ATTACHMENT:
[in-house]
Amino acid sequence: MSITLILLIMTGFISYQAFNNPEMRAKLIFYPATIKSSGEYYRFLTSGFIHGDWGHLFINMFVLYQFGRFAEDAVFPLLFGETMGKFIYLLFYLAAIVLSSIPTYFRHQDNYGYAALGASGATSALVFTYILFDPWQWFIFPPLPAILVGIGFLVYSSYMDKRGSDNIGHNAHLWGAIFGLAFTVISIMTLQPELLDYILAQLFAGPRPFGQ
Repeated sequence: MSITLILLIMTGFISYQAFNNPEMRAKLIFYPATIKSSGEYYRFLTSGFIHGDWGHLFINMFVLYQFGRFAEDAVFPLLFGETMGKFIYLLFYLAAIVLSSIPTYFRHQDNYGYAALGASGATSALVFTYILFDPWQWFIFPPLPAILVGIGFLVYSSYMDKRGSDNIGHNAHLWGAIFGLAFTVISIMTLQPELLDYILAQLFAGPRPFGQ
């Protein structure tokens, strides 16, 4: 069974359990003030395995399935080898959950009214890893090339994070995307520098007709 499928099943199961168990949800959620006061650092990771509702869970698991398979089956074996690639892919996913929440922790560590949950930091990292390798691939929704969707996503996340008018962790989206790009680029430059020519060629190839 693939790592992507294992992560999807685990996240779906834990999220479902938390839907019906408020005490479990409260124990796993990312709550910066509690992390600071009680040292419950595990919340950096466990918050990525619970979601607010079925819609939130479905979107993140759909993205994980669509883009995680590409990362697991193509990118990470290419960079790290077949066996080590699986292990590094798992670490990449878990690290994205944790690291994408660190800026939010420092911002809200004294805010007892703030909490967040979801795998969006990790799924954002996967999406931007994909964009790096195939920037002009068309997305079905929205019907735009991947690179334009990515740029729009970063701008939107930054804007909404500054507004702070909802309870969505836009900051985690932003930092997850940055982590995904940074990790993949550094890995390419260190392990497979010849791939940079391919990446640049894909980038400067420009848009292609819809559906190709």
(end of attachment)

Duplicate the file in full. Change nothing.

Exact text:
[in-house]
Amino acid sequence: MSITLILLIMTGFISYQAFNNPEMRAKLIFYPATIKSSGEYYRFLTSGFIHGDWGHLFINMFVLYQFGRFAEDAVFPLLFGETMGKFIYLLFYLAAIVLSSIPTYFRHQDNYGYAALGASGATSALVFTYILFDPWQWFIFPPLPAILVGIGFLVYSSYMDKRGSDNIGHNAHLWGAIFGLAFTVISIMTLQPELLDYILAQLFAGPRPFGQ
Repeated sequence: MSITLILLIMTGFISYQAFNNPEMRAKLIFYPATIKSSGEYYRFLTSGFIHGDWGHLFINMFVLYQFGRFAEDAVFPLLFGETMGKFIYLLFYLAAIVLSSIPTYFRHQDNYGYAALGASGATSALVFTYILFDPWQWFIFPPLPAILVGIGFLVYSSYMDKRGSDNIGHNAHLWGAIFGLAFTVISIMTLQPELLDYILAQLFAGPRPFGQ
């Protein structure tokens, strides 16, 4: 069974359990003030395995399935080898959950009214890893090339994070995307520098007709 499928099943199961168990949800959620006061650092990771509702869970698991398979089956074996690639892919996913929440922790560590949950930091990292390798691939929704969707996503996340008018962790989206790009680029430059020519060629190839 693939790592992507294992992560999807685990996240779906834990999220479902938390839907019906408020005490479990409260124990796993990312709550910066509690992390600071009680040292419950595990919340950096466990918050990525619970979601607010079925819609939130479905979107993140759909993205994980669509883009995680590409990362697991193509990118990470290419960079790290077949066996080590699986292990590094798992670490990449878990690290994205944790690291994408660190800026939010420092911002809200004294805010007892703030909490967040979801795998969006990790799924954002996967999406931007994909964009790096195939920037002009068309997305079905929205019907735009991947690179334009990515740029729009970063701008939107930054804007909404500054507004702070909802309870969505836009900051985690932003930092997850940055982590995904940074990790993949550094890995390419260190392990497979010849791939940079391919990446640049894909980038400067420009848009292609819809559906190709």